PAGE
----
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'The Queens Of Henry VIII'

"Divorced, beheaded, died, divorced, beheaded, survived" is how English school children remember King Henry VIII and the fate of his wives. Now, there's a better way to learn about 16th century Britain than the typical dry history book.

"Six Wives: The Queens Of Henry VIII" offers a fresh look at an old story. It is the work of historian David Starkey, who produced it along with a TV special that is to air on PBS. Starkey tells The Early Show co-anchor Hannah Storm, the king was a "man in love."

He says, "There was something about Henry. He could fit now on your show as a celebrity with a problem. I want a wife who loves me. He marries for love. So often women married him for love. He is not this great monster the whole of the time. He is profoundly attractive to women, gentle to them, sweet to them, up until that fatal moment that he cuts the head off."

If you have forgotten the particulars of the story, here is a little history:

Catherine of Aragon, daughter of King Ferdinand and Queen Isabella of Spain originally married the heir to the English throne, Arthur, who died of illness only a few years after they married.

After years of negotiations between the two countries, the death of King Henry VII, and the payment of Catherine's dowry by Ferdinand, Catherine eventually marries Henry VIII, who at that point, was already king.

She was 24 and he was 18 at the time of their marriage - his goal apparently to be closely allied to King Ferdinand to wage war against France. After several miscarriages, Catherine eventually gave birth to Mary, but not a son - or heir - to the House of Tudor.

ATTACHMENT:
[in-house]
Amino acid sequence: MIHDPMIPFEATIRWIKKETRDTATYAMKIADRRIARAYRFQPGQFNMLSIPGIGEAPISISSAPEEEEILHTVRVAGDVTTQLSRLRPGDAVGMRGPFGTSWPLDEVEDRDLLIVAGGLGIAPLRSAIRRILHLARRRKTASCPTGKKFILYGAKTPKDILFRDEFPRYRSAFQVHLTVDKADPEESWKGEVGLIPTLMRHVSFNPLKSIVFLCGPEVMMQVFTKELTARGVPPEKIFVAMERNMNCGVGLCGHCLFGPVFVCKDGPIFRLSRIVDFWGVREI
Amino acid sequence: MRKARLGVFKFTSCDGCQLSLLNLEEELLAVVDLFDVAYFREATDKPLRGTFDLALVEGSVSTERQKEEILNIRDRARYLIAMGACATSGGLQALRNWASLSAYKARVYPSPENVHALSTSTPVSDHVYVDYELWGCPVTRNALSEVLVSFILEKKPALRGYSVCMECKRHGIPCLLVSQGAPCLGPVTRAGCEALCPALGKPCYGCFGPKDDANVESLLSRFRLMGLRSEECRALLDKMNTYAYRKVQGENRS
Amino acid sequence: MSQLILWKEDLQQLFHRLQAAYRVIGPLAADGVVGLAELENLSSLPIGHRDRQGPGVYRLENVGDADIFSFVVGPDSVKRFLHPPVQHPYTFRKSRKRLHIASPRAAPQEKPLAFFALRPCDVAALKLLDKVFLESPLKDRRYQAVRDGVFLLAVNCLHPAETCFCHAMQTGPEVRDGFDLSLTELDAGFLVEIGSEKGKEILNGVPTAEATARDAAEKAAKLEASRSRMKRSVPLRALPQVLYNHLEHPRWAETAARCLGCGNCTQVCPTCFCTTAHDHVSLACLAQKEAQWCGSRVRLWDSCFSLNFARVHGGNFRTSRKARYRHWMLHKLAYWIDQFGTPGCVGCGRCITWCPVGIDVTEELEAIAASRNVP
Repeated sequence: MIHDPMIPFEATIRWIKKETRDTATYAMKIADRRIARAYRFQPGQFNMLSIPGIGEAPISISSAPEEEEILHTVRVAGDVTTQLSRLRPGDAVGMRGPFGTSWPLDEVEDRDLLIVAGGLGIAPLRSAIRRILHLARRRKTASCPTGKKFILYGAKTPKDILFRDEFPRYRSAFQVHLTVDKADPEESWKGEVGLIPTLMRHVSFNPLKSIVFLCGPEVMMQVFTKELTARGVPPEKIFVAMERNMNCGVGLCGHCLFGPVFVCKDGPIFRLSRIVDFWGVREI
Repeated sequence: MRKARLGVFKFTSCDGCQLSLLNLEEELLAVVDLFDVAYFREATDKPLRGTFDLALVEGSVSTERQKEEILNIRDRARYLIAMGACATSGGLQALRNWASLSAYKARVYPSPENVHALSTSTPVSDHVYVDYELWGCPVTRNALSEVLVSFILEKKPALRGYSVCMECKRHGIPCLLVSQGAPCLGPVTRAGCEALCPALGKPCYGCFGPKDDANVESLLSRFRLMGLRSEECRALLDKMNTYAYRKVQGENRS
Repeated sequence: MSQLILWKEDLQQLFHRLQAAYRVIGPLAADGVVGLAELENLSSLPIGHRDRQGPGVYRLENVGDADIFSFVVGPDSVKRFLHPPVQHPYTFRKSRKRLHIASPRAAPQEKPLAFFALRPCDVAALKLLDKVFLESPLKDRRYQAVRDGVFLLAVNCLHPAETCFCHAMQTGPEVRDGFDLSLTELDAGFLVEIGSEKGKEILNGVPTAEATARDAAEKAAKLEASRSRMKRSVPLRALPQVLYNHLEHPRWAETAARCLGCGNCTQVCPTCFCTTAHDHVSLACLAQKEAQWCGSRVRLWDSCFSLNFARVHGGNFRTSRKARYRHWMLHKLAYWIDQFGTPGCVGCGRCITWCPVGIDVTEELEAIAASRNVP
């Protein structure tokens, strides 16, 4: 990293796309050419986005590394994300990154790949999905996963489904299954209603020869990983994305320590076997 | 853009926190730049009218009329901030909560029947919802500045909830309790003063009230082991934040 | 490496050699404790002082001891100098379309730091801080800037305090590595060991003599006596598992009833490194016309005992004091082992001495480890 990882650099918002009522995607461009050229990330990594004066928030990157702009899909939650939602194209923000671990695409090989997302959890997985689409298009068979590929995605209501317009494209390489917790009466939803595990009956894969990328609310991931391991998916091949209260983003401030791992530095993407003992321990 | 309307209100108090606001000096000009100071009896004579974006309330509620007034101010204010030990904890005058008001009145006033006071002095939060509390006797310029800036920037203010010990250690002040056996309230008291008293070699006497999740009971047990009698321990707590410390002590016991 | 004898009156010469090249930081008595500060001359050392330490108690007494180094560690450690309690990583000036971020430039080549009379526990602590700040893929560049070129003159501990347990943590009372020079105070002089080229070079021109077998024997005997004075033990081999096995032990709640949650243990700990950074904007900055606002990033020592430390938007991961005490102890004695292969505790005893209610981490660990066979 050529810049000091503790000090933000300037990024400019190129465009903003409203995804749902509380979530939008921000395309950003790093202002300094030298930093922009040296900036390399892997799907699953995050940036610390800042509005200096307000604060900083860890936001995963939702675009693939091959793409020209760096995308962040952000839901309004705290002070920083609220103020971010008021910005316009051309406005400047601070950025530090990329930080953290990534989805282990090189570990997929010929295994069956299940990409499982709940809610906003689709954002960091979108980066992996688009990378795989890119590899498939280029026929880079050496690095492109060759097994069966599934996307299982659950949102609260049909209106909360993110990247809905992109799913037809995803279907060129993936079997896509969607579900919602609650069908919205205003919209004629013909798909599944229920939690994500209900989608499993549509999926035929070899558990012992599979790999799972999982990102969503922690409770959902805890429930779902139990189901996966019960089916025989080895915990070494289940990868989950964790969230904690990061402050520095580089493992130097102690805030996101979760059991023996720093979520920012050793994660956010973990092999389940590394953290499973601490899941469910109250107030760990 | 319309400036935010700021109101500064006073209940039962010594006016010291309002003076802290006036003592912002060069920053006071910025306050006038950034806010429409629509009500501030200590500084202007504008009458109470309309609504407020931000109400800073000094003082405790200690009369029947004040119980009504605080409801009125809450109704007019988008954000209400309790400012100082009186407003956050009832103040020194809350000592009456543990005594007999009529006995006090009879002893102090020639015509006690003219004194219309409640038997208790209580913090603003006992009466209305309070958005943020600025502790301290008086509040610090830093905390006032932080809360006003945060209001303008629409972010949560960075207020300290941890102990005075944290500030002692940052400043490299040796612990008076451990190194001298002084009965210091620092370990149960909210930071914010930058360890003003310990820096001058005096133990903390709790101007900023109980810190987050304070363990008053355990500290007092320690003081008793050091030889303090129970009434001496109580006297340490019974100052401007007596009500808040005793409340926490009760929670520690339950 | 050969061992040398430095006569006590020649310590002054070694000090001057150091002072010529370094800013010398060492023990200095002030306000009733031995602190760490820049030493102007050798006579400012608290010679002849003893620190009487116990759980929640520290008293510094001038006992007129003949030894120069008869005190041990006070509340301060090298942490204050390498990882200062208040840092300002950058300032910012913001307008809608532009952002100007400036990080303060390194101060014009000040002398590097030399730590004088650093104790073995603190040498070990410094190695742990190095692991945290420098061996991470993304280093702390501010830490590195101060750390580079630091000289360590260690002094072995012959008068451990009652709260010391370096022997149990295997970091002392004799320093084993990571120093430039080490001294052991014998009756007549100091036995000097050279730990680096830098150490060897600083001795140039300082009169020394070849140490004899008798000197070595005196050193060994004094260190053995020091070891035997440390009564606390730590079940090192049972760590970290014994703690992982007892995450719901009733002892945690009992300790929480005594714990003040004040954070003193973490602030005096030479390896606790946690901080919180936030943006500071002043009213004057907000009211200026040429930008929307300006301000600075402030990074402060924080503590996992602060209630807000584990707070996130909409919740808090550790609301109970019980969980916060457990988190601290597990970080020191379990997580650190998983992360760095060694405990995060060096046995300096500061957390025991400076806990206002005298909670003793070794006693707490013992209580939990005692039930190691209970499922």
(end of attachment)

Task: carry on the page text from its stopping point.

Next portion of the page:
King Henry had an affair and illegitimate son whom he treated as his heir. He tried to divorce Catherine, a proposition she rejected and exposed to the Church. After years of legal battles in both England and Rome, the public and the Pope sided with Catherine.

Starkey says, "Everybody believed that Catherine was a bit like George Washington and couldn't tell a lie. She swore blind she didn't have sex with Arthur. I show that she did that; she even lies about her first pregnancy to Henry. What's extraordinary, this is information, which has been available to historians for 150 years and they haven't used it because they were in love with the perfect saintly Catherine."

King Henry then set up house with his new love, Anne Boleyn. Thus, he, and England, left the Catholic Church; this was the start of the Protestant Reformation.

Starkey says he did it because he loved Ann Boleyn and would do anything for her. Breaking from the Catholic Church was just an incidental. So why did he behead her?

He says, "She was brilliant as a mistress but a disaster as a wife, as I'm told it often happens with good mistresses who become bad wives. She was assertive and vigorous and strident. He was turned on by that amazingly before he married her. Then he was turned off when he had married her."

Maybe the happiest marriage of all is marriage number three to Jane Seymour. She produced an heir and died after childbirth.

Starkey says of her death, "It was the smartest career move. At that point she produced a son and becomes the saintly, the perfect, wife who can do no wrong. Just like the Victorian model. She goes up to heaven and wears white ever after."

Then comes the ill-fated wife, Anne of Cleves. Starkey describes how the king tries to get eyewitnesses of her, what she looked like. But it was a disaster from the moment when she arrived in England. Starkey says, "He falls in love with a picture and then the reality turns him off. What is wonderful about this marriage is that we have all of Henry's discussions with his doctor after the failure of the marriage."

The next wife, Catherine Howard, was sort of a good -time girl, but she got the axe in the end as well. Starkey notes, "There is this funny notion that sex was invented in sort of 1963. It wasn't. This is a girl who has at least two partners before she marries Henry. Loves sex, controlled sex with the men that she has. I think she does it with Henry, too. She is in so many ways so completely, a woman in charge of herself. She breaks the rules."

"Six Wives: The Queens Of Henry VIII" is a universal story that Starkey says is very pertinent to today. He notes, "The wives of Henry VIII are the reason why Britain became Protestant, which leads directly to the colonization of America, Britain's split with the Continent, why Blair stood shoulder-to-shoulder with Bush on Iraq- all of it goes back to then, produced by one man's relations with six women."

Read an excerpt from Chapter One.